MWIR imaging maintains the quality of laser welds

Using an MWIR imager, a monitoring and control system captures images of laser welding at high speed.

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Using an MWIR imager, a monitoring and control system captures images of laser welding at high speed.

Rodrigo Linares

Due to their inherent efficiency, repeatability and ease of maintenance, the use of lasers in automobile manufacturing has increased dramatically over the last decade. While most laser-based systems are predominantly used to cut parts, a significant number are employed in other applications such as welding, marking and additive manufacturing.

During the laser welding process, changes in process parameters can affect the quality, size and properties of a welded joint. Any such changes that do occur may compromise the mechanical behavior of the welded component, leading to a failure in service. Hence, monitoring and controlling the laser welding process has become vitally important to ensure the quality of welded joints.

To perform this task, researchers at three European companies and institutions are working to create a laser welding monitoring and control system. Under the auspices of an EU-funded project called Laser equipment ASessment for High impact innovation in the manufactuRing European industry (LASHARE), New Infrared Technologies (NIT; Boadilla del Monte, Spain; www.niteurope.com) AIMEN Centro Tecnológico (Porriño, Spain; www.aimen.es) and Centro Ricerche Fiat (Orbassano, Italy; www.crf.it/en-US/Pages/default.aspx) have joined forces to develop a system that can ascertain the quality of welded sheets of steel by capturing and processing images of the welding process from an uncooled MWIR sensor.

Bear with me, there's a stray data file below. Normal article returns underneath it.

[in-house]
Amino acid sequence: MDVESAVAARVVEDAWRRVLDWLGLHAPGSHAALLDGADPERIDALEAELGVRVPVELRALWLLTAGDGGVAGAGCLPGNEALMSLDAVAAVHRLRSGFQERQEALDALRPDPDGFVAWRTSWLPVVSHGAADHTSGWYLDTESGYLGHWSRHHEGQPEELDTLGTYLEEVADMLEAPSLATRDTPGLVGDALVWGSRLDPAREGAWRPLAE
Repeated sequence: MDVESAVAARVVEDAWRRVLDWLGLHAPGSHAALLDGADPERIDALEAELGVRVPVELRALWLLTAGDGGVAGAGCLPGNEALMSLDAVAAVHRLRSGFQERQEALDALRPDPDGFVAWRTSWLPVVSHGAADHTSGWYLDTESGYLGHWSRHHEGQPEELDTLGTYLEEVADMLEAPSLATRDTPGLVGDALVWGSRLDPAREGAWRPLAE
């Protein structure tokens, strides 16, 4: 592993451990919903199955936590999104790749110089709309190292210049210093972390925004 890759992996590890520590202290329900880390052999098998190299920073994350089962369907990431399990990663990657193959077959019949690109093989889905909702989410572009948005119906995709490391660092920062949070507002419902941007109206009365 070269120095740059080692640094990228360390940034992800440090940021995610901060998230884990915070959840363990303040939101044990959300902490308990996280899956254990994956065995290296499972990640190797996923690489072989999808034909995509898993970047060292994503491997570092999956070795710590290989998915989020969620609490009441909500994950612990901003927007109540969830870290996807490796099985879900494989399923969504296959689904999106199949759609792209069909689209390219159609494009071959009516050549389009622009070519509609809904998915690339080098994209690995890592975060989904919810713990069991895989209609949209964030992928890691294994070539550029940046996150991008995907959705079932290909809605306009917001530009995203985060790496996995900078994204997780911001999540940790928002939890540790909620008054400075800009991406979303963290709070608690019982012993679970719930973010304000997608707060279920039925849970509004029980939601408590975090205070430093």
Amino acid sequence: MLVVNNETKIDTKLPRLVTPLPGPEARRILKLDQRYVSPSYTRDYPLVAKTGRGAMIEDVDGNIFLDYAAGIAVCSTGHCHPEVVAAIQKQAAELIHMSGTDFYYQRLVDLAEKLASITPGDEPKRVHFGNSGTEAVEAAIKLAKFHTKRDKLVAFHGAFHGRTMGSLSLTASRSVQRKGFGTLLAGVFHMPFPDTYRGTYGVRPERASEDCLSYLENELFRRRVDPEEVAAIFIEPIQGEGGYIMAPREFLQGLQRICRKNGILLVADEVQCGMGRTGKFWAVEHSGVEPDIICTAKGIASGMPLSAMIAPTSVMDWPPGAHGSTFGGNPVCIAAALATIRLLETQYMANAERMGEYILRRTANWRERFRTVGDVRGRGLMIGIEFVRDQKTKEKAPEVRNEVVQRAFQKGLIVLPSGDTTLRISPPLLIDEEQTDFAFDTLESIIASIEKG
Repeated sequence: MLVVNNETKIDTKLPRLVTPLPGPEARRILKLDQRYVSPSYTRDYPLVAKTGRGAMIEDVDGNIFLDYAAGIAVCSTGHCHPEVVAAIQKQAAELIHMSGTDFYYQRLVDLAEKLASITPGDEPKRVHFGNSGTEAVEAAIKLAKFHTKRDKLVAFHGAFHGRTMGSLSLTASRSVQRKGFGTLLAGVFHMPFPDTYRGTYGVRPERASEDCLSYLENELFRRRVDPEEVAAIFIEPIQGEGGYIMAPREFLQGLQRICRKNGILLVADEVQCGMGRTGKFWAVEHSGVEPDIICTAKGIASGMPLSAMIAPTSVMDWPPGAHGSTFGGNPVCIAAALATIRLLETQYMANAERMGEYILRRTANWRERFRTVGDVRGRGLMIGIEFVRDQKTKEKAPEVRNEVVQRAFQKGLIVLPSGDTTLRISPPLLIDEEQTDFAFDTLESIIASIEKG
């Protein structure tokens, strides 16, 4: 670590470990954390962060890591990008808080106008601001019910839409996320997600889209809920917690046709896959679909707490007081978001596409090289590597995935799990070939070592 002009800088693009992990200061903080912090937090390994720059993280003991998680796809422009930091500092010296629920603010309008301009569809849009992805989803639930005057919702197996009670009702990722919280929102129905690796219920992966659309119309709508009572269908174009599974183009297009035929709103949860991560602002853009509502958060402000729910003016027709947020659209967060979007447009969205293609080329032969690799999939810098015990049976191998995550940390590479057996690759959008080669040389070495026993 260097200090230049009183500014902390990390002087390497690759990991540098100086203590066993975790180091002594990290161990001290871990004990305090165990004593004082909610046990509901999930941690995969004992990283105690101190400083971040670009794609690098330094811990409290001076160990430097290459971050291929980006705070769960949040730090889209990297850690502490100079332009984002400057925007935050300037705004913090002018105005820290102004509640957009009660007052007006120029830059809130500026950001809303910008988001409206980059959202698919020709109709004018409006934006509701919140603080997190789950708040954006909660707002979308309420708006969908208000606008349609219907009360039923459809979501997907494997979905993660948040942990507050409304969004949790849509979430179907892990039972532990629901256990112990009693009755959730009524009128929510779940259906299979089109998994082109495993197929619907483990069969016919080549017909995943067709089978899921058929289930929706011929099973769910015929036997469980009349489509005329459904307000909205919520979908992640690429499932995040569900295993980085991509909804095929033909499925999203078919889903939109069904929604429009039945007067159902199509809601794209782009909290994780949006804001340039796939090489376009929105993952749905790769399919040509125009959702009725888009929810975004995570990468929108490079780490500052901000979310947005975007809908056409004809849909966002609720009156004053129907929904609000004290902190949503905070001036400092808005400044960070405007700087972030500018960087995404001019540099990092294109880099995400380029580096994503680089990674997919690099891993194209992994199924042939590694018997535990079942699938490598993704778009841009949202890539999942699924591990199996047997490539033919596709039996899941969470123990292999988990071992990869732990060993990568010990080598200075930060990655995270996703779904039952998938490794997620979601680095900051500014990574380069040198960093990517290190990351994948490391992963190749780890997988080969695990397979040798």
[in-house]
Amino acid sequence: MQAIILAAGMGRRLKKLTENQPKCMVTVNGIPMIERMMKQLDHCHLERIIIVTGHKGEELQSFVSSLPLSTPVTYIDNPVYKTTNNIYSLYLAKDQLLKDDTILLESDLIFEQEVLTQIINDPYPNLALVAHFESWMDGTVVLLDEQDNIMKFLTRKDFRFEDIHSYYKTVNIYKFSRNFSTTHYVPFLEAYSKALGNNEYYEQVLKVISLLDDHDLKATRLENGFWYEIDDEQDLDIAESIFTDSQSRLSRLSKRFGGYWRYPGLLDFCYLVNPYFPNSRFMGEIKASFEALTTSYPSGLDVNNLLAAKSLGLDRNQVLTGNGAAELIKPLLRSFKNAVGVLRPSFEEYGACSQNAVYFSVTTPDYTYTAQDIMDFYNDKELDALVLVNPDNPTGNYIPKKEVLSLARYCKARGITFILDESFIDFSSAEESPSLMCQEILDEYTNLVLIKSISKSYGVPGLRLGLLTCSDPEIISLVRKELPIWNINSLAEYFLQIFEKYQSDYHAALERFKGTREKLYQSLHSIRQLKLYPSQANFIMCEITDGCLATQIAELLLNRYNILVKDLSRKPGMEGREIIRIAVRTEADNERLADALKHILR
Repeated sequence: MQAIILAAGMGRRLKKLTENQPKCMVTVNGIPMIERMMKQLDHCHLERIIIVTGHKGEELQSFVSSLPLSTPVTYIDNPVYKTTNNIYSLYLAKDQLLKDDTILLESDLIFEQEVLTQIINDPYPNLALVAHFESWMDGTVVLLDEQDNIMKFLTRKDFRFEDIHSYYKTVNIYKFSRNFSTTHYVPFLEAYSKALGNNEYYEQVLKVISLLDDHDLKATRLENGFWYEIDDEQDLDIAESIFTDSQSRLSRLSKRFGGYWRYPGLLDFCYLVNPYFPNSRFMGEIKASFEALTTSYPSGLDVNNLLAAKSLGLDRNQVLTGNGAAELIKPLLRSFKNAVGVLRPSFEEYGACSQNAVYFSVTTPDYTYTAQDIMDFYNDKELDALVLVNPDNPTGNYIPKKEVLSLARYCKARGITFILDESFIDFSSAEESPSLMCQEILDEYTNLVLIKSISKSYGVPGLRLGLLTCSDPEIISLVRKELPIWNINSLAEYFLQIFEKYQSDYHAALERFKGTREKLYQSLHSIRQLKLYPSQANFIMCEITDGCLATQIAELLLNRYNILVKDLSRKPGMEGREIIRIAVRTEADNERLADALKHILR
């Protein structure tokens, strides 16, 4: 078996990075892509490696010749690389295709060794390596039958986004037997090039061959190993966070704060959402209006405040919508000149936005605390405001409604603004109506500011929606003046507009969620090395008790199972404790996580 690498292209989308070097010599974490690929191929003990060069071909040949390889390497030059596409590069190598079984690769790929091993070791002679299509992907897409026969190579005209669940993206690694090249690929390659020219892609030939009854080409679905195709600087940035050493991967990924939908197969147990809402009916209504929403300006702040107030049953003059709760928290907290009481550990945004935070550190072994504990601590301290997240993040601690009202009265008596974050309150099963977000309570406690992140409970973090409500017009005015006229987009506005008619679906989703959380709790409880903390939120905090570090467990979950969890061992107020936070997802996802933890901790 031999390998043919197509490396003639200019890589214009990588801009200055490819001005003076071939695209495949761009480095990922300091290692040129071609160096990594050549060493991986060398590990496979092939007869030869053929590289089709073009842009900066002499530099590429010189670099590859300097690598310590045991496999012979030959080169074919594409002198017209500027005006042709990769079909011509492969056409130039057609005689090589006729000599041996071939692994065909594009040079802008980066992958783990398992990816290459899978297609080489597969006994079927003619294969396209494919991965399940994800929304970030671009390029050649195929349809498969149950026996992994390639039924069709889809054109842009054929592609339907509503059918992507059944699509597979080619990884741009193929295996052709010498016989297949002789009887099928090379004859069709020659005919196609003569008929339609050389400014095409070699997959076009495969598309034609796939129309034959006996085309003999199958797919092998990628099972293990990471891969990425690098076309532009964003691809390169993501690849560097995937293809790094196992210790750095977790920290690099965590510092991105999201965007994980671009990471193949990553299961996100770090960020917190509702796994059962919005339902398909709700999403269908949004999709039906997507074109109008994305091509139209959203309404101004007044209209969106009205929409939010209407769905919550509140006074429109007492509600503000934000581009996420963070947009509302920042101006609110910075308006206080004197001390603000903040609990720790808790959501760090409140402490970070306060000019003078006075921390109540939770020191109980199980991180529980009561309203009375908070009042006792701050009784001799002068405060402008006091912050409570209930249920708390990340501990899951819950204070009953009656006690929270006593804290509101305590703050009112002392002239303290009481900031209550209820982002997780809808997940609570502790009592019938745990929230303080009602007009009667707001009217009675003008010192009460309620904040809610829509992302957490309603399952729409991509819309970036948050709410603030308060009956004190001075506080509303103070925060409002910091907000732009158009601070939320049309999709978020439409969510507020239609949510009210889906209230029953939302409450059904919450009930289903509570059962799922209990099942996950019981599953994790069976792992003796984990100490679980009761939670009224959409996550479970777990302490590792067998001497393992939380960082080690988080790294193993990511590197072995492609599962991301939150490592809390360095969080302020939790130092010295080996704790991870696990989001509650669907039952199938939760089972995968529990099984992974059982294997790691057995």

Laser welding

Laser welding is predominantly used in applications in the automotive industry because it enables very deep and narrow welds to be created. In a laser welding system, the power of the laser melts and partly vaporizes metal, creating a cavity called the "keyhole" (Figure 1).

Figure 1: If a laser beam with sufficient irradiance to melt metal is focused at or into the surface of a work piece, a keyhole is formed. By measuring the thermal characteristics of the weld pool during the welding process, the nature of any potential faults can be determined.

To ensure the quality of welds achieved by the laser welding process, the thermal distribution and the geometric size of the keyhole and the weld pool that is created around it can be monitored and controlled by measuring and characterizing the various forms of electromagnetic radiation that propagate from them.